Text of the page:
Now sit back, have a cup of tea, and let's enjoy today's poetry offerings.
Thanks for stopping by!
First Cup Edition
Laura at Author Amok shares, "July 2 was the 50th anniversary of the Civil Rights Act. I'm celebrating with a post about Debbie Levy's latest picture book, "We Shall Overcome: The Story of a Song." In free verse, Levy covers the history of "We Shall Overcome" from slavery, to the Civil Rights Movement, and its worldwide popularity today."
Matt comes to us today with an original poem at Radio, Rhythm, & Rhyme.
Tabatha shares a roller coaster poem by Heidi Mordhorst at The Opposite of Indifference.
Robyn at Life on the Deckle Edge brings us fortune cookies and a poem by Irene Latham.
Donna had some fun with her grandchildren this week over at Mainely Write, and she also share's a poem by Linda Baie.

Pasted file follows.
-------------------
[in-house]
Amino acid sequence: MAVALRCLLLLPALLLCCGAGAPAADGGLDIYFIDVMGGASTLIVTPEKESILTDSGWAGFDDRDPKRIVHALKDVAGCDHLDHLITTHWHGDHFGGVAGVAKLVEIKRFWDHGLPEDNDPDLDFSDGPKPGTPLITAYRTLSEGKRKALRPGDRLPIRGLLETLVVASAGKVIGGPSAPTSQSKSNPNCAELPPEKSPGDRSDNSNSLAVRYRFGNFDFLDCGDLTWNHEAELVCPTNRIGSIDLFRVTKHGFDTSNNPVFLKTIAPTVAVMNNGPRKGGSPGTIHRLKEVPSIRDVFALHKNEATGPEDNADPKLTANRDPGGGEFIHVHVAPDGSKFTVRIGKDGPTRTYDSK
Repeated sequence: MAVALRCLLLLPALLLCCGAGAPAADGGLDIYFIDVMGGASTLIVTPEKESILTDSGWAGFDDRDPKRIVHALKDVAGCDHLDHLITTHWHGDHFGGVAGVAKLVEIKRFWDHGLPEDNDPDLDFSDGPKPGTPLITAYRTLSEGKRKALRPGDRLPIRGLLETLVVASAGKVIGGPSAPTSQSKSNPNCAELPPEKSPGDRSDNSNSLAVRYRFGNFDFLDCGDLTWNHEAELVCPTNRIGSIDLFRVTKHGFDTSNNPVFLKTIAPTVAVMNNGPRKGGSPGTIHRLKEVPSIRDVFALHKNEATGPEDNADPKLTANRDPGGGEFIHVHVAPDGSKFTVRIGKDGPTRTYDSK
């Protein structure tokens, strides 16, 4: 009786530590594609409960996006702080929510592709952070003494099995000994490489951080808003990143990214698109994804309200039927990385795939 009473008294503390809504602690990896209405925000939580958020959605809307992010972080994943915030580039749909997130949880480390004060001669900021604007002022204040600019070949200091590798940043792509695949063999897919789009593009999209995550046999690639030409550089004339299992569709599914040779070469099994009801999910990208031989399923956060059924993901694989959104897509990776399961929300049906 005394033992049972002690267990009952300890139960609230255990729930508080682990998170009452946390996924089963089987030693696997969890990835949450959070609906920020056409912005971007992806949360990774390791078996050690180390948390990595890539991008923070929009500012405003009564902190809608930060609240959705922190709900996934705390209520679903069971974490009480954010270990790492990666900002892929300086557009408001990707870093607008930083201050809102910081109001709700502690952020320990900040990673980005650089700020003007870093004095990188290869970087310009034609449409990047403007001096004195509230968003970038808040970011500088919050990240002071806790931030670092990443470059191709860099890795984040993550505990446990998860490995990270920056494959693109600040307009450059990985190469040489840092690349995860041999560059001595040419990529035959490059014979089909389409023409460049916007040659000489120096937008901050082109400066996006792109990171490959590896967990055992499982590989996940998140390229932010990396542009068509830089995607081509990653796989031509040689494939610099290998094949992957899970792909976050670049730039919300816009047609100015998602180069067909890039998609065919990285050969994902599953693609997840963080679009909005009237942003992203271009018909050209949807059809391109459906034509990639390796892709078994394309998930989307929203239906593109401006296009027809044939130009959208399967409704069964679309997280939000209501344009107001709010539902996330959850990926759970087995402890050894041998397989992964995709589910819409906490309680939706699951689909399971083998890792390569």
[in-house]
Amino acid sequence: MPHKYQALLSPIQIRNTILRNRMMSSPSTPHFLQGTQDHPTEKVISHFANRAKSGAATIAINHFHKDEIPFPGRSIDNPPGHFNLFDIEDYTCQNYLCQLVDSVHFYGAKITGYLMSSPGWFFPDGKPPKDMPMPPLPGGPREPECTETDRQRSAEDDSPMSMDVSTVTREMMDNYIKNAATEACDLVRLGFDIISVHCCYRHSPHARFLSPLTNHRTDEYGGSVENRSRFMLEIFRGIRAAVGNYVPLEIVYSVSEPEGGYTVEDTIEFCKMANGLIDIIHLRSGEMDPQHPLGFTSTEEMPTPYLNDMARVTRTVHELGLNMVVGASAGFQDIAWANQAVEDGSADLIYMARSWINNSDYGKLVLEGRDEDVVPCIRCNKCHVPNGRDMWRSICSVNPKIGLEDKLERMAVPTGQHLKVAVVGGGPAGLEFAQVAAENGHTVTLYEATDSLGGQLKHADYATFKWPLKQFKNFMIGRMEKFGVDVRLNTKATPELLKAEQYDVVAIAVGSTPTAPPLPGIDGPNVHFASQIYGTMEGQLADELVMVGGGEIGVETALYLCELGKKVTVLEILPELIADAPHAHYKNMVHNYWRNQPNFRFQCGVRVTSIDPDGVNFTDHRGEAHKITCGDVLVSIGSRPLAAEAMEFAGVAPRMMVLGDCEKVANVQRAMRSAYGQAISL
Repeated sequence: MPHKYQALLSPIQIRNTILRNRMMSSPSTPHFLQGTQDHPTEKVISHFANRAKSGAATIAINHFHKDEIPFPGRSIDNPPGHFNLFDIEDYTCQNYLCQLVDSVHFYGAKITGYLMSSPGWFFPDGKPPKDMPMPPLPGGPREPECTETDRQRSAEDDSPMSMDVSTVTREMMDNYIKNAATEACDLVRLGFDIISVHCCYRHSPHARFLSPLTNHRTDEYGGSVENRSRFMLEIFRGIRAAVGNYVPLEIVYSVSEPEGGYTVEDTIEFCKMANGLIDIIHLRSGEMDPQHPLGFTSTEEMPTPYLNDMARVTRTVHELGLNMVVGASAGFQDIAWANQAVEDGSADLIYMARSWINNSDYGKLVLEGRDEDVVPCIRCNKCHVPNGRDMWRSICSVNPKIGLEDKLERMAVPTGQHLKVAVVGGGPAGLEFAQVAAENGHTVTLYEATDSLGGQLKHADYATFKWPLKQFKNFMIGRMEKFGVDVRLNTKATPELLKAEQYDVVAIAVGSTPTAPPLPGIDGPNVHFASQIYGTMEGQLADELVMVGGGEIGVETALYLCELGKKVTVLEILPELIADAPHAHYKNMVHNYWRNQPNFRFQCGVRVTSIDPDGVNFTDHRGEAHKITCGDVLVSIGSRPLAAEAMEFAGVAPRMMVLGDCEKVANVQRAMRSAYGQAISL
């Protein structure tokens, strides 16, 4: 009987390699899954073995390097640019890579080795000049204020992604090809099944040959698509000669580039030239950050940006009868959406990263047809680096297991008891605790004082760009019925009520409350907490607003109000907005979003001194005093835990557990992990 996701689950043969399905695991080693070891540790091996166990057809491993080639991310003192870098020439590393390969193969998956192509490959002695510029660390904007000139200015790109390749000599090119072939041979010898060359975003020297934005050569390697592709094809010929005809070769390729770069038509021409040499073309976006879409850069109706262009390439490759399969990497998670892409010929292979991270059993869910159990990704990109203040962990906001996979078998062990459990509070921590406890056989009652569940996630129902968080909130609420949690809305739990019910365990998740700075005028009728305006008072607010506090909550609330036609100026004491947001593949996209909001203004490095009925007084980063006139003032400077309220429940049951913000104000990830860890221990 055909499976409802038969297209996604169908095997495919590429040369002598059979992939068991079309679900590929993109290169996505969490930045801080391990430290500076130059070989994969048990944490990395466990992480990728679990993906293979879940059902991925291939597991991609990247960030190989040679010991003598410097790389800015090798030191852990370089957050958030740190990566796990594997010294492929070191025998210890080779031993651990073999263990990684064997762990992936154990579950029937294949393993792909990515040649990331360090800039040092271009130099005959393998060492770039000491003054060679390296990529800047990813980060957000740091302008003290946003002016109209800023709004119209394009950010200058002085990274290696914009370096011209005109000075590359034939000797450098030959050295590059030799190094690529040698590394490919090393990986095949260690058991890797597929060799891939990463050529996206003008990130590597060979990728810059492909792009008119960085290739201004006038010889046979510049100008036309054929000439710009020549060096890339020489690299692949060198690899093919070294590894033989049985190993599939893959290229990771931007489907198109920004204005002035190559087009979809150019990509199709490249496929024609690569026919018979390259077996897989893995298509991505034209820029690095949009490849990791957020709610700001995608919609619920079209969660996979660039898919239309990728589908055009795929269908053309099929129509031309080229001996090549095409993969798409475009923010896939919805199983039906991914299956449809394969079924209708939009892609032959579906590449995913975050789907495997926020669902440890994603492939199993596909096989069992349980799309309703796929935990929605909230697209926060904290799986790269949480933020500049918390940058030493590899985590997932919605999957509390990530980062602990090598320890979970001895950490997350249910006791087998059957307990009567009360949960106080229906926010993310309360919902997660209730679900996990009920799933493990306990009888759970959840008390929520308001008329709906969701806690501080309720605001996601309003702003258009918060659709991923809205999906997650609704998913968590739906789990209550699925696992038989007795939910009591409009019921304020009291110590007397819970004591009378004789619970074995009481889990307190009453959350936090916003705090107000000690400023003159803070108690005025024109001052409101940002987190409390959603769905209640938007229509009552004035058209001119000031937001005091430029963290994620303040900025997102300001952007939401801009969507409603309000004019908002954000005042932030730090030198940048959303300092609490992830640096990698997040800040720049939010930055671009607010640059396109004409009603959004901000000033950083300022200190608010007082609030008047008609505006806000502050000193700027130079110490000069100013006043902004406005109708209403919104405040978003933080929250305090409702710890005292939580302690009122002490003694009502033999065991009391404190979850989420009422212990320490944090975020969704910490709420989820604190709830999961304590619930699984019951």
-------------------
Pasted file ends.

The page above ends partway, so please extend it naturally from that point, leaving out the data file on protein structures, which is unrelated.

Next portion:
Linda shares a summer swap poem by Margaret Simon at Teacher Dance.
Over at Gathering Books, Myra shares a poem by Iphigene.
Reading to the Core brings us a poem by Edna St. Vincent Millay.
Heidi is looking for suggestions about a classic poem for her revision project at My Juicy Little Universe.
Diane is in today with an original poem at Random Noodling. She also brings us a short post about FIREFLY JULY at Kurious Kitty.
Laura is in today with a poem by Irene Latham from her new book DEAR WANDERING WILDEBEEST.
Margaret shares a poem by Wendi Romero at Reflections on the Teche.
Irene is in today at Live Your Poem with Quilts, & Pears, & the Summer Swap.
Monica over at Cartwheels shares at original poem today.